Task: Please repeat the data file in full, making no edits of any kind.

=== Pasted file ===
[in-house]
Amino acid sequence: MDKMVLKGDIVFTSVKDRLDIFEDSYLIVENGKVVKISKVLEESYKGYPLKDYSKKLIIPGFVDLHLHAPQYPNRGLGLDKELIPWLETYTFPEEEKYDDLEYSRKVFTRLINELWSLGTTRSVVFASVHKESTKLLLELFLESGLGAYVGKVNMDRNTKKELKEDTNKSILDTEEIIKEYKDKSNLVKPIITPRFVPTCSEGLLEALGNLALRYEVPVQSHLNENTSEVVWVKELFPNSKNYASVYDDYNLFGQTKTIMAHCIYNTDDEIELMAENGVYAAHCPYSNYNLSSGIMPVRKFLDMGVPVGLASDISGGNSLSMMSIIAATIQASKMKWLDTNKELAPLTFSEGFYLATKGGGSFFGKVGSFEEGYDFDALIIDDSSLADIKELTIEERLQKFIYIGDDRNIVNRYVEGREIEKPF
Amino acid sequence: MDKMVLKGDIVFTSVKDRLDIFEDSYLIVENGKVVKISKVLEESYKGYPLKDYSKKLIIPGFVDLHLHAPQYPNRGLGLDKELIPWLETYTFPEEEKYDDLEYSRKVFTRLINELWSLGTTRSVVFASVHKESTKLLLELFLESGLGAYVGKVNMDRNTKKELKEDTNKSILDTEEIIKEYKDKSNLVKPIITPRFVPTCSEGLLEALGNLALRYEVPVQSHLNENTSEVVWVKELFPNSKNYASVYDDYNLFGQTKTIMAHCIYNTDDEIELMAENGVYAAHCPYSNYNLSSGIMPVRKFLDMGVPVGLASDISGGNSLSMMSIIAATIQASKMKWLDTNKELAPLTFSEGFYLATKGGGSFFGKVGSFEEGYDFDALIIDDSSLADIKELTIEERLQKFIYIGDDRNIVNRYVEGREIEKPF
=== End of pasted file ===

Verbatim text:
[in-house]
Amino acid sequence: MDKMVLKGDIVFTSVKDRLDIFEDSYLIVENGKVVKISKVLEESYKGYPLKDYSKKLIIPGFVDLHLHAPQYPNRGLGLDKELIPWLETYTFPEEEKYDDLEYSRKVFTRLINELWSLGTTRSVVFASVHKESTKLLLELFLESGLGAYVGKVNMDRNTKKELKEDTNKSILDTEEIIKEYKDKSNLVKPIITPRFVPTCSEGLLEALGNLALRYEVPVQSHLNENTSEVVWVKELFPNSKNYASVYDDYNLFGQTKTIMAHCIYNTDDEIELMAENGVYAAHCPYSNYNLSSGIMPVRKFLDMGVPVGLASDISGGNSLSMMSIIAATIQASKMKWLDTNKELAPLTFSEGFYLATKGGGSFFGKVGSFEEGYDFDALIIDDSSLADIKELTIEERLQKFIYIGDDRNIVNRYVEGREIEKPF
Amino acid sequence: MDKMVLKGDIVFTSVKDRLDIFEDSYLIVENGKVVKISKVLEESYKGYPLKDYSKKLIIPGFVDLHLHAPQYPNRGLGLDKELIPWLETYTFPEEEKYDDLEYSRKVFTRLINELWSLGTTRSVVFASVHKESTKLLLELFLESGLGAYVGKVNMDRNTKKELKEDTNKSILDTEEIIKEYKDKSNLVKPIITPRFVPTCSEGLLEALGNLALRYEVPVQSHLNENTSEVVWVKELFPNSKNYASVYDDYNLFGQTKTIMAHCIYNTDDEIELMAENGVYAAHCPYSNYNLSSGIMPVRKFLDMGVPVGLASDISGGNSLSMMSIIAATIQASKMKWLDTNKELAPLTFSEGFYLATKGGGSFFGKVGSFEEGYDFDALIIDDSSLADIKELTIEERLQKFIYIGDDRNIVNRYVEGREIEKPF